Artistic director: SullivanMunce leader’s new passion for painting people leads to exhibit


By Mark Ambrogi

Cynthia Young might have been up for an artistic challenge, but she wasn’t optimistic.

To try and get out of that comfort zone of painting florals and animals, the SullivanMunce Cultural Center executive director took an eight-week class for portraits and figures at the center.

“I thought I was going to hate it,” Young said. “I thought this is going to be torture, but I made myself do it. I realized I loved doing it.”

Less than three years later, the Zionsville resident now has her art work on display at SullivanMunce, 225 W. Hawthorne St., Zionsville. The exhibit began Sept. 9 with a reception and continues to Nov. 2. Everything in the show is from 2014 to 2016. There are more than 100 pieces in the exhibit.

“There are 37 framed pieces, and the remainder are matted and sleeved,” Young said.

Some of the paintings have been sold already. All of the others are for sale, except for a portrait she did of her father, Grover Buckner, Anderson.

Young used to paint with acrylic and oil. She is now using charcoal, pastel and conte (a compressed charcoal).

“I love it, because it’s more immediate,” she said.

Young also uses sepia, white and black India ink in drawings.

“I still do a few things with floral, but mostly I focus on the people,” Young said. “I may get back to it. I don’t know what my next phase will be. I’ll keep doing people. I think drawing people improves your drawing skills for everything else. I don’t know why that is. I will probably start doing groups of people.”

Young said some of the artists that come are en plein air painters, which is French for open air.

“A lot of plein air painters do landscapes, but they are wanting to put figures in their landscapes,” Young said.

Young practices her craft during a three-hour class on three Thursday nights per month. The largest group attending the class has been 11. Class members pitch in to pay for the model.

“We start off with short, quick drawings, like three of those to start, about seven minutes long each, and then we go into long pose,” Young said. “Every 20 minutes we let the model take a 30-minute break.”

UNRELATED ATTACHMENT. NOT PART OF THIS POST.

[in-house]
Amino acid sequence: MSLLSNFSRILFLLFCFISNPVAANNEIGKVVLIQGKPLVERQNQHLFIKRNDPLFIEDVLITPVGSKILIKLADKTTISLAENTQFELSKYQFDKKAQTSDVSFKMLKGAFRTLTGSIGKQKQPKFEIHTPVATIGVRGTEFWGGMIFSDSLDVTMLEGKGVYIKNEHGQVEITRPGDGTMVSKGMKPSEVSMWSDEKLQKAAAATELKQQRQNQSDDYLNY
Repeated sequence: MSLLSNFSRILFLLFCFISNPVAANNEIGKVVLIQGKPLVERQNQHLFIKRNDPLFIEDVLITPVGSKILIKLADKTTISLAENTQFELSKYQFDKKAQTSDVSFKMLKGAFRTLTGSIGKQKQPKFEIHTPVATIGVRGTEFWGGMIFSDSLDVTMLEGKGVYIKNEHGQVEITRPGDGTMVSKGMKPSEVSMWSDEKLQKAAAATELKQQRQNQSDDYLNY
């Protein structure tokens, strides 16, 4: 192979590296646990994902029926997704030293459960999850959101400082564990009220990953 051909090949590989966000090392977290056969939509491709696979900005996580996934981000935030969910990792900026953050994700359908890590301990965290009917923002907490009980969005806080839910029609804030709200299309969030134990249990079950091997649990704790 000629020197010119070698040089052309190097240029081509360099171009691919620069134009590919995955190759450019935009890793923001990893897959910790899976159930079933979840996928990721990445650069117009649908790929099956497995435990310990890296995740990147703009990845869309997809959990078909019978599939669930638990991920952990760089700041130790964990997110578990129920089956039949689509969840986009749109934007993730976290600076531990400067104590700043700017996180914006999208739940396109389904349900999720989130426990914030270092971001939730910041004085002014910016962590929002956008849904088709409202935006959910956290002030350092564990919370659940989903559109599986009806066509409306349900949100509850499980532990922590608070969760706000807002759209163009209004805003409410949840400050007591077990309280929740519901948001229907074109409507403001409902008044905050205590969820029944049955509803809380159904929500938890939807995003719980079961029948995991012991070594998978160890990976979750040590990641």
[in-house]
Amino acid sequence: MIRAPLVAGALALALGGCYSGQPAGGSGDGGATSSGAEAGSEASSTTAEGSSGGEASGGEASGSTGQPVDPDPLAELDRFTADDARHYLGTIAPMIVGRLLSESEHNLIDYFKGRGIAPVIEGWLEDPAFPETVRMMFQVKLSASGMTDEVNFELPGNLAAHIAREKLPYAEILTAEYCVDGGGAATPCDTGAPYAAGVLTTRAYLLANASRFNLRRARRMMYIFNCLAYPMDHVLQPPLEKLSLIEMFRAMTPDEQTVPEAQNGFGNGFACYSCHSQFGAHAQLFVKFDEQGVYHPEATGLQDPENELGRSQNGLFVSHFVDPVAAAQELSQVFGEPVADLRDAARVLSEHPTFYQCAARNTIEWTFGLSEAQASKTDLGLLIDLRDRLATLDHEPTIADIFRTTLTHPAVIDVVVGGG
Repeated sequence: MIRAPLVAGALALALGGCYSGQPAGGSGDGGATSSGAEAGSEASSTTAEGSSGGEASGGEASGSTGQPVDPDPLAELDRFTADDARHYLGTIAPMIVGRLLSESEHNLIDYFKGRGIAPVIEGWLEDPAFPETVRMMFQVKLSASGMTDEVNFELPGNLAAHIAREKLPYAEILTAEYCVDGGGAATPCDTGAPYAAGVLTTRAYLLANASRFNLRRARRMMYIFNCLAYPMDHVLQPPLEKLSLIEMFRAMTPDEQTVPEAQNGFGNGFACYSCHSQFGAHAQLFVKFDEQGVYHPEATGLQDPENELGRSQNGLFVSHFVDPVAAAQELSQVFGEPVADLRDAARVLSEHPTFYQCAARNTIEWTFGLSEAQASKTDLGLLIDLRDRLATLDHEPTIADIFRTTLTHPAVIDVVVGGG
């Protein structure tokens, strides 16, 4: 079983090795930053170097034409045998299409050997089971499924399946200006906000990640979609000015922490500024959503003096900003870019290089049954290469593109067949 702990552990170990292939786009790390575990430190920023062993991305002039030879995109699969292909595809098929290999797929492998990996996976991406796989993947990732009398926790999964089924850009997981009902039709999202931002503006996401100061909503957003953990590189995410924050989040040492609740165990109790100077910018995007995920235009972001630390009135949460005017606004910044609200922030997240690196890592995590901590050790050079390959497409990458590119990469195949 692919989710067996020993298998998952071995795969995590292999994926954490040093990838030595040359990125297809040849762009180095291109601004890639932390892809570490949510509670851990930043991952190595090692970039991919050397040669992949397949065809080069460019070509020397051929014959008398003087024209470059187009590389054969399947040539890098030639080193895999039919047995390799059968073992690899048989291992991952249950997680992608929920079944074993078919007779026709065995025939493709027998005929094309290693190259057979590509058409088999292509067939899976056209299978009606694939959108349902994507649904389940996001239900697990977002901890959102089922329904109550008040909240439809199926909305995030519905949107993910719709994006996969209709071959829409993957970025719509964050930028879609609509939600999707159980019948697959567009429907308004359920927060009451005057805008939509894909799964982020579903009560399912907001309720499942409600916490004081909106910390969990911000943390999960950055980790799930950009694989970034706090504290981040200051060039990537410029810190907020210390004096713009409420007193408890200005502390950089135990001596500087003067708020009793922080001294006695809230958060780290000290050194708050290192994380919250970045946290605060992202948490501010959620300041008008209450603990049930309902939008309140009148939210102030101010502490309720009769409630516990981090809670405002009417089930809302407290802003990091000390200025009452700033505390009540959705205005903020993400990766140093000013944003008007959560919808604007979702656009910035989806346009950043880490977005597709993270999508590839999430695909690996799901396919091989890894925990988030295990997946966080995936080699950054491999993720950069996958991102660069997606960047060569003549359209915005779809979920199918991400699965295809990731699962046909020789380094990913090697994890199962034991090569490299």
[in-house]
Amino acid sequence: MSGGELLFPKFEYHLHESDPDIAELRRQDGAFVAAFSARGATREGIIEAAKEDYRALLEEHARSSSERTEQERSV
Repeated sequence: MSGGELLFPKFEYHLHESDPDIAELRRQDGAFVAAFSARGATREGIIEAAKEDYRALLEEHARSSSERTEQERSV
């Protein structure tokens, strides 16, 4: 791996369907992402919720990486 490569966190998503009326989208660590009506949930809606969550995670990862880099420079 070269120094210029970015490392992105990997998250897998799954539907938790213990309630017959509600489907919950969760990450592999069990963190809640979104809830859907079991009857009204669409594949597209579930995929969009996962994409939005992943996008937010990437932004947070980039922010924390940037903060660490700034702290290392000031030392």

Young hasn’t tried to do portraits outside of live models, but said she could see doing it in the future. Young also schedules time to work on her portraits and figures on weekends.

Through the week, she is quite busy with SullivanMunce duties.

“We are a three-pronged center. We are a collecting history museum, genealogy library and art center,” Young said.  “The art center has a gallery where we do six to nine shows a year. Then we have classes and camps as well. We have the only actual bonafide clay studio in the area.”

Young became SullivanMunce art center director in 2007 and then became executive director in 2013. Prior to that, she was an interior designer for approximately 20 years. During that time, she was a SullivanMunce volunteer and taught summer art camp.

The exhibit is open during normal business hours, 10 a.m. to 4 p.m. Tuesdays through Fridays and 11 a.m. to 3 p.m. Saturdays. Admission is free.

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Personal: Young and her husband, Monty, have a 23-year-old son, Alex, who graduated from Zionsville Community High School and Indiana University’s School of Music. Young has a bachelor of fine arts degree from Ball State.

Favorite restaurants: The Friendly Tavern, Zionsville, and El Rodeo, Indianapolis. “We love all the restaurants here (in Zionsville),” Young said.

Favorite portrait in exhibit: “Peasant girl.”

Favorite part of job: “I like the job because it’s varied. It’s never the same thing. I like how we do all the different things. I’m never bored. We’re really busy.”

Favorite way to relax: “We’re moviegoers. We like having family over and having big family dinners.”

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